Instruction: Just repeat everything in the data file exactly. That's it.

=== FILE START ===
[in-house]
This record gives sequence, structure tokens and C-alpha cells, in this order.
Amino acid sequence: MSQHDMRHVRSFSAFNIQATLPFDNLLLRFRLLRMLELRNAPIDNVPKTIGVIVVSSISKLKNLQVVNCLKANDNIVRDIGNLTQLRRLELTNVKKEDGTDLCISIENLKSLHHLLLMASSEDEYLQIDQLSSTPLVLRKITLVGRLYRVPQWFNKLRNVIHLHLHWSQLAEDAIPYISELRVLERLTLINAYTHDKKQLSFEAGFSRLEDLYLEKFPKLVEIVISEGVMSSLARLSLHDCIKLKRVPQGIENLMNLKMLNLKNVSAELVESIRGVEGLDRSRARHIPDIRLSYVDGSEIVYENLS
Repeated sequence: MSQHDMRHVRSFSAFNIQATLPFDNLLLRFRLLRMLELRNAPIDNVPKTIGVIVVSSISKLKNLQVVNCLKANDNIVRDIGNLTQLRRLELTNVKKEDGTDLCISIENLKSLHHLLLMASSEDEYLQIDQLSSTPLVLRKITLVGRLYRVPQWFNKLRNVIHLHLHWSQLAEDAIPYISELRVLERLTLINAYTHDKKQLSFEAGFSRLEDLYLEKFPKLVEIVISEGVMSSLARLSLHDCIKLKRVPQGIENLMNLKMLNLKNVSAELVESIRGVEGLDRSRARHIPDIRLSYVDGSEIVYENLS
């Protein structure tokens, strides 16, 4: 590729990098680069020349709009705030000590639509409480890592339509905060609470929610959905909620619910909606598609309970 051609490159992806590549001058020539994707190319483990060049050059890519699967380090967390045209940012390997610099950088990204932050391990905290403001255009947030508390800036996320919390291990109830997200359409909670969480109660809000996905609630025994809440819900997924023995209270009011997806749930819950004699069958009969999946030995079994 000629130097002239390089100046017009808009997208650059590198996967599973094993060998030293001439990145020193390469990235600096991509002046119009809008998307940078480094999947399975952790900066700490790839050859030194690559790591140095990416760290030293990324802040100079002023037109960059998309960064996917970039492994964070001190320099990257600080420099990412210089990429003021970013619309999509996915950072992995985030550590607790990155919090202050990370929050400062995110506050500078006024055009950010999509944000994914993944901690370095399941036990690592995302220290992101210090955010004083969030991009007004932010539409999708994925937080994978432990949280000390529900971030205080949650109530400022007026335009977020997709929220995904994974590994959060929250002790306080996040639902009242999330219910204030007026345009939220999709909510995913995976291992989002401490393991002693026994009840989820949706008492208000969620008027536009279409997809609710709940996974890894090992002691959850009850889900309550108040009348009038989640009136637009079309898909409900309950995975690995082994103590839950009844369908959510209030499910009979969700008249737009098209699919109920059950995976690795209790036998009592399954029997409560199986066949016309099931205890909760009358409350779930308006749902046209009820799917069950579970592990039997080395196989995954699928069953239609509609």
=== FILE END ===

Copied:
[in-house]
This record gives sequence, structure tokens and C-alpha cells, in this order.
Amino acid sequence: MSQHDMRHVRSFSAFNIQATLPFDNLLLRFRLLRMLELRNAPIDNVPKTIGVIVVSSISKLKNLQVVNCLKANDNIVRDIGNLTQLRRLELTNVKKEDGTDLCISIENLKSLHHLLLMASSEDEYLQIDQLSSTPLVLRKITLVGRLYRVPQWFNKLRNVIHLHLHWSQLAEDAIPYISELRVLERLTLINAYTHDKKQLSFEAGFSRLEDLYLEKFPKLVEIVISEGVMSSLARLSLHDCIKLKRVPQGIENLMNLKMLNLKNVSAELVESIRGVEGLDRSRARHIPDIRLSYVDGSEIVYENLS
Repeated sequence: MSQHDMRHVRSFSAFNIQATLPFDNLLLRFRLLRMLELRNAPIDNVPKTIGVIVVSSISKLKNLQVVNCLKANDNIVRDIGNLTQLRRLELTNVKKEDGTDLCISIENLKSLHHLLLMASSEDEYLQIDQLSSTPLVLRKITLVGRLYRVPQWFNKLRNVIHLHLHWSQLAEDAIPYISELRVLERLTLINAYTHDKKQLSFEAGFSRLEDLYLEKFPKLVEIVISEGVMSSLARLSLHDCIKLKRVPQGIENLMNLKMLNLKNVSAELVESIRGVEGLDRSRARHIPDIRLSYVDGSEIVYENLS
């Protein structure tokens, strides 16, 4: 590729990098680069020349709009705030000590639509409480890592339509905060609470929610959905909620619910909606598609309970 051609490159992806590549001058020539994707190319483990060049050059890519699967380090967390045209940012390997610099950088990204932050391990905290403001255009947030508390800036996320919390291990109830997200359409909670969480109660809000996905609630025994809440819900997924023995209270009011997806749930819950004699069958009969999946030995079994 000629130097002239390089100046017009808009997208650059590198996967599973094993060998030293001439990145020193390469990235600096991509002046119009809008998307940078480094999947399975952790900066700490790839050859030194690559790591140095990416760290030293990324802040100079002023037109960059998309960064996917970039492994964070001190320099990257600080420099990412210089990429003021970013619309999509996915950072992995985030550590607790990155919090202050990370929050400062995110506050500078006024055009950010999509944000994914993944901690370095399941036990690592995302220290992101210090955010004083969030991009007004932010539409999708994925937080994978432990949280000390529900971030205080949650109530400022007026335009977020997709929220995904994974590994959060929250002790306080996040639902009242999330219910204030007026345009939220999709909510995913995976291992989002401490393991002693026994009840989820949706008492208000969620008027536009279409997809609710709940996974890894090992002691959850009850889900309550108040009348009038989640009136637009079309898909409900309950995975690995082994103590839950009844369908959510209030499910009979969700008249737009098209699919109920059950995976690795209790036998009592399954029997409560199986066949016309099931205890909760009358409350779930308006749902046209009820799917069950579970592990039997080395196989995954699928069953239609509609």